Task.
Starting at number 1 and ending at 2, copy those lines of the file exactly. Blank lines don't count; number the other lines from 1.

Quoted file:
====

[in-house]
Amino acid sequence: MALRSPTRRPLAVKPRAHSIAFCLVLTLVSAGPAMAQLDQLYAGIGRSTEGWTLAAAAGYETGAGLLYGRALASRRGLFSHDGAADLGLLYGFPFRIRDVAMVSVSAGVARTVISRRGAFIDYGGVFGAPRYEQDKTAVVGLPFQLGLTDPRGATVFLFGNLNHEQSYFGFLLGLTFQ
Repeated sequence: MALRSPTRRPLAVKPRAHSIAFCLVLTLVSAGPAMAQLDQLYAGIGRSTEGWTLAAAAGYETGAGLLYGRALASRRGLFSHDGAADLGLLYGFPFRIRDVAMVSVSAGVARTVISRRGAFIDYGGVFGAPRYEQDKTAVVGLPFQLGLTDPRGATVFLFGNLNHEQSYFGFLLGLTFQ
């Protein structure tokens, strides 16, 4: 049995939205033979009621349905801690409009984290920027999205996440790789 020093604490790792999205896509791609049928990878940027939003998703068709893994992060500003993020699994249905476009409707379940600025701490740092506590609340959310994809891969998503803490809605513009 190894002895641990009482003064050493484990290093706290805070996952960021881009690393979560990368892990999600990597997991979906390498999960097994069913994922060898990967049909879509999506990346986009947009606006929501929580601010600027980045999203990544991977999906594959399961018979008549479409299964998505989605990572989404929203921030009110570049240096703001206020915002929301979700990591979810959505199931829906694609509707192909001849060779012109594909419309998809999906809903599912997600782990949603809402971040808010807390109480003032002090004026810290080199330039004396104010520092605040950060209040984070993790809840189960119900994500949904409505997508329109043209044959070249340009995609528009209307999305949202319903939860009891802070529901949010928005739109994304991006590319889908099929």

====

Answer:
[in-house]
Amino acid sequence: MALRSPTRRPLAVKPRAHSIAFCLVLTLVSAGPAMAQLDQLYAGIGRSTEGWTLAAAAGYETGAGLLYGRALASRRGLFSHDGAADLGLLYGFPFRIRDVAMVSVSAGVARTVISRRGAFIDYGGVFGAPRYEQDKTAVVGLPFQLGLTDPRGATVFLFGNLNHEQSYFGFLLGLTFQ